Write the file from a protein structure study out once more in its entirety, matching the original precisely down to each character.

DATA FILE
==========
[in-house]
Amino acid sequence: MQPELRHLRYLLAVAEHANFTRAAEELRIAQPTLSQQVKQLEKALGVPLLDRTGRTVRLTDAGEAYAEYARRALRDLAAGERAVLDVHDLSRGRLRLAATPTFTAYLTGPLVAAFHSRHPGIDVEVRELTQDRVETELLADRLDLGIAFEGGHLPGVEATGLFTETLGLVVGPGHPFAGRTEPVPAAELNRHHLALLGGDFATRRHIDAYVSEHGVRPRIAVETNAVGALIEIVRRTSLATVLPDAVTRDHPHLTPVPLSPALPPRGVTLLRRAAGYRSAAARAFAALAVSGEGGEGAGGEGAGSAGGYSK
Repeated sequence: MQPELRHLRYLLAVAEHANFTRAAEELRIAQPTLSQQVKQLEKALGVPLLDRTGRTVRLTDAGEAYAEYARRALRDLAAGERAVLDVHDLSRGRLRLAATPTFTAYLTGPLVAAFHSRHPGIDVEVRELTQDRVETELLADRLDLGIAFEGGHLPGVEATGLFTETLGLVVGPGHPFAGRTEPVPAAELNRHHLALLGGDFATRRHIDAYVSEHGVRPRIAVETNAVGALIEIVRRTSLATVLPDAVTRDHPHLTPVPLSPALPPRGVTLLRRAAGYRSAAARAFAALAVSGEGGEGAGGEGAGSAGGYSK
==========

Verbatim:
[in-house]
Amino acid sequence: MQPELRHLRYLLAVAEHANFTRAAEELRIAQPTLSQQVKQLEKALGVPLLDRTGRTVRLTDAGEAYAEYARRALRDLAAGERAVLDVHDLSRGRLRLAATPTFTAYLTGPLVAAFHSRHPGIDVEVRELTQDRVETELLADRLDLGIAFEGGHLPGVEATGLFTETLGLVVGPGHPFAGRTEPVPAAELNRHHLALLGGDFATRRHIDAYVSEHGVRPRIAVETNAVGALIEIVRRTSLATVLPDAVTRDHPHLTPVPLSPALPPRGVTLLRRAAGYRSAAARAFAALAVSGEGGEGAGGEGAGSAGGYSK
Repeated sequence: MQPELRHLRYLLAVAEHANFTRAAEELRIAQPTLSQQVKQLEKALGVPLLDRTGRTVRLTDAGEAYAEYARRALRDLAAGERAVLDVHDLSRGRLRLAATPTFTAYLTGPLVAAFHSRHPGIDVEVRELTQDRVETELLADRLDLGIAFEGGHLPGVEATGLFTETLGLVVGPGHPFAGRTEPVPAAELNRHHLALLGGDFATRRHIDAYVSEHGVRPRIAVETNAVGALIEIVRRTSLATVLPDAVTRDHPHLTPVPLSPALPPRGVTLLRRAAGYRSAAARAFAALAVSGEGGEGAGGEGAGSAGGYSK